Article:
(Reuters) - Freeport LNG, a privately held U.S. liquefied natural gas company, said on Thursday it pushed back the projected start date for its $13 billion export terminal under construction in Texas by about nine months to around Sept. 1, 2019.
Freeport LNG now expects the first liquefaction train to enter service around Sept. 1, 2019, with the second and third trains seen in service around Jan. 1 and May 1, 2020, respectively, said Zdenek Gerych, a spokesman at Freeport.
Previously, the three trains under construction had been expected to enter service between the fourth quarter of 2018 and the final quarter of 2019.
Each train will have the capacity to liquefy about 0.7 billion cubic feet (bcf) per day of gas. One bcf is enough gas to supply about five million U.S. homes for a day.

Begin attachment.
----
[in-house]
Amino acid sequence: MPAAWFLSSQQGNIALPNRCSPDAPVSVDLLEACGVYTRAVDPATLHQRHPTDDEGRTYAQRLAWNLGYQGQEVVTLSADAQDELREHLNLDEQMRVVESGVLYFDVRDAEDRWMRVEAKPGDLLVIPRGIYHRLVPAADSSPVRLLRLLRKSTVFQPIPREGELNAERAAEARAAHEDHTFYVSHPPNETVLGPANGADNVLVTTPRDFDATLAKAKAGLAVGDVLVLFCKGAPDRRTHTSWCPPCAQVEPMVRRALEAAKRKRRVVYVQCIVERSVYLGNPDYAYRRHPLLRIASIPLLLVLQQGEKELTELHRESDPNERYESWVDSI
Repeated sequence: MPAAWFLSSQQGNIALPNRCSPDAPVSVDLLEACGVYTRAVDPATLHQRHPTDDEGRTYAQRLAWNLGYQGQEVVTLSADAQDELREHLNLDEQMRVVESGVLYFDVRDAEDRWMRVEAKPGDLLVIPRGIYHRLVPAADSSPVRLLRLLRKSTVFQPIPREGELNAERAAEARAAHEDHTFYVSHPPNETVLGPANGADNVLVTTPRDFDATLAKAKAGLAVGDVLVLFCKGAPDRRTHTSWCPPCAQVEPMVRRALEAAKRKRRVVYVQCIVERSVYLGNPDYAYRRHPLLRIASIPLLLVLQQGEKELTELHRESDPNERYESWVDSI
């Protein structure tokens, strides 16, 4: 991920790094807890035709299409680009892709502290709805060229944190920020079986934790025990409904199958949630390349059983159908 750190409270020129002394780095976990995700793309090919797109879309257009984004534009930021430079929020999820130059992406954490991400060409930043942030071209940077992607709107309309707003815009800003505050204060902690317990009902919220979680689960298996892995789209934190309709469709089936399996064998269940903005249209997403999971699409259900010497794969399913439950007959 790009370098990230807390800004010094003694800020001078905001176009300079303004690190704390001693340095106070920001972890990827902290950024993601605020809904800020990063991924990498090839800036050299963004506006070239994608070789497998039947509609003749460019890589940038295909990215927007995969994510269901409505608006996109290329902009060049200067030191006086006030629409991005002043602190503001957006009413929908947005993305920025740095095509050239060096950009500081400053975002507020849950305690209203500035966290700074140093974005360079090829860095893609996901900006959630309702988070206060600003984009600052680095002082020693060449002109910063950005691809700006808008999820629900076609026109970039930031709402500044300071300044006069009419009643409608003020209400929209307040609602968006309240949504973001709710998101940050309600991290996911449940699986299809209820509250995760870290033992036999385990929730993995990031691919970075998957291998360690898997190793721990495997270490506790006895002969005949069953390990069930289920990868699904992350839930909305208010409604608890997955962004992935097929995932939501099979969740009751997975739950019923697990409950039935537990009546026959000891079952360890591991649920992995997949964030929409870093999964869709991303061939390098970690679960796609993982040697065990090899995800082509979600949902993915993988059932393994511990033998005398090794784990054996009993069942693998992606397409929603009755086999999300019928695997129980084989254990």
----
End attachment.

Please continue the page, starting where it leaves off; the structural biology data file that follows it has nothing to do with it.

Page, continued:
The reasons for the delay were undetermined at this point and under investigation, Gerych said.
S&P Global Platts said the delay stemmed from flooding of some yards where equipment was stored during Hurricane Harvey, which triggered massive flooding in the Houston area in August 2017.
Freeport is building its facility on Quintana Island, about 67 miles (108 kilometers) south of Houston on the Gulf Coast.
A consortium of Chicago Bridge & Iron Co NV (CB&I), Zachry Group and Chiyoda Corp are building the Freeport facility, with CB&I leading the project.
Freeport has 20-year use-or-pay contracts to supply LNG to Osaka Gas Co Ltd and JERA - an alliance between Japanese power companies Tokyo Electric Power Co Holdings Inc and Chubu Electric Power Co Inc - from Train 1, BP Plc from Train 2 and Toshiba Corp and South Korea’s SK E&S from Train 3.
In addition, Freeport was still developing Train 4 at the facility, which could enter service in 2023 or 2024 if the company’s marketing efforts go well, Gerych said.
Reporting by Scott DiSavino, editing by G Crosse
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